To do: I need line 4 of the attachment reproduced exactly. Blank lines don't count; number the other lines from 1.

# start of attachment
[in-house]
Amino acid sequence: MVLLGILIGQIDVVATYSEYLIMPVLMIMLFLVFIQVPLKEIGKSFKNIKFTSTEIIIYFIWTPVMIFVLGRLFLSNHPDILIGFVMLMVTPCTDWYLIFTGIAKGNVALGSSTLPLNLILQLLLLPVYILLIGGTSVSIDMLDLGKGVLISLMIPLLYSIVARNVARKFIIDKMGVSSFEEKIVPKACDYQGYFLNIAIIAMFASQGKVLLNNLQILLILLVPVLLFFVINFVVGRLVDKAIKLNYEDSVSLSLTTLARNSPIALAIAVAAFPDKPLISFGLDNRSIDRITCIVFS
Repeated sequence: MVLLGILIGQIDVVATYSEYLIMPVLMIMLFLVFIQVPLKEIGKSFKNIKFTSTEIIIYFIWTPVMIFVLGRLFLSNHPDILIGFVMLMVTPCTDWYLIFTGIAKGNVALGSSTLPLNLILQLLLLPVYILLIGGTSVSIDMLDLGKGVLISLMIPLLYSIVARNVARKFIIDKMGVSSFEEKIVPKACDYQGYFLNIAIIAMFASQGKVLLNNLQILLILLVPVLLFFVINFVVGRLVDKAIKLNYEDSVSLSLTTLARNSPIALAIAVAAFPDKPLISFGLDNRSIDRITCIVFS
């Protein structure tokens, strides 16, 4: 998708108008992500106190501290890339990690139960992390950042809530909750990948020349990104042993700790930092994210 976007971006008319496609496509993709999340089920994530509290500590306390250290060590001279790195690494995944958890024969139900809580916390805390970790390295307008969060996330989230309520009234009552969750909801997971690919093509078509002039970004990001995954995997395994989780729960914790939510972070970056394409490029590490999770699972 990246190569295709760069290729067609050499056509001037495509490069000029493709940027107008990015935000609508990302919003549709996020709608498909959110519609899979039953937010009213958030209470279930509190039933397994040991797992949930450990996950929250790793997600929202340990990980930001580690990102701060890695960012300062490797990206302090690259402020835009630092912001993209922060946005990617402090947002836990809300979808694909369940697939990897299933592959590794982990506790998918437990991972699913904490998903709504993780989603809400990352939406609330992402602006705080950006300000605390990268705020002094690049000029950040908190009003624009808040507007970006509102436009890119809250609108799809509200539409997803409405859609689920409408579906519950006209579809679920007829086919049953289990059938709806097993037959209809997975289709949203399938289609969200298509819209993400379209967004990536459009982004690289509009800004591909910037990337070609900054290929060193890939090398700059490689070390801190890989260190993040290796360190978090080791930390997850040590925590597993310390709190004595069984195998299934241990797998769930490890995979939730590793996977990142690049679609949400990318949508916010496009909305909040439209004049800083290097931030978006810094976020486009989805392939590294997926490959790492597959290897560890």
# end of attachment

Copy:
């Protein structure tokens, strides 16, 4: 998708108008992500106190501290890339990690139960992390950042809530909750990948020349990104042993700790930092994210 976007971006008319496609496509993709999340089920994530509290500590306390250290060590001279790195690494995944958890024969139900809580916390805390970790390295307008969060996330989230309520009234009552969750909801997971690919093509078509002039970004990001995954995997395994989780729960914790939510972070970056394409490029590490999770699972 990246190569295709760069290729067609050499056509001037495509490069000029493709940027107008990015935000609508990302919003549709996020709608498909959110519609899979039953937010009213958030209470279930509190039933397994040991797992949930450990996950929250790793997600929202340990990980930001580690990102701060890695960012300062490797990206302090690259402020835009630092912001993209922060946005990617402090947002836990809300979808694909369940697939990897299933592959590794982990506790998918437990991972699913904490998903709504993780989603809400990352939406609330992402602006705080950006300000605390990268705020002094690049000029950040908190009003624009808040507007970006509102436009890119809250609108799809509200539409997803409405859609689920409408579906519950006209579809679920007829086919049953289990059938709806097993037959209809997975289709949203399938289609969200298509819209993400379209967004990536459009982004690289509009800004591909910037990337070609900054290929060193890939090398700059490689070390801190890989260190993040290796360190978090080791930390997850040590925590597993310390709190004595069984195998299934241990797998769930490890995979939730590793996977990142690049679609949400990318949508916010496009909305909040439209004049800083290097931030978006810094976020486009989805392939590294997926490959790492597959290897560890």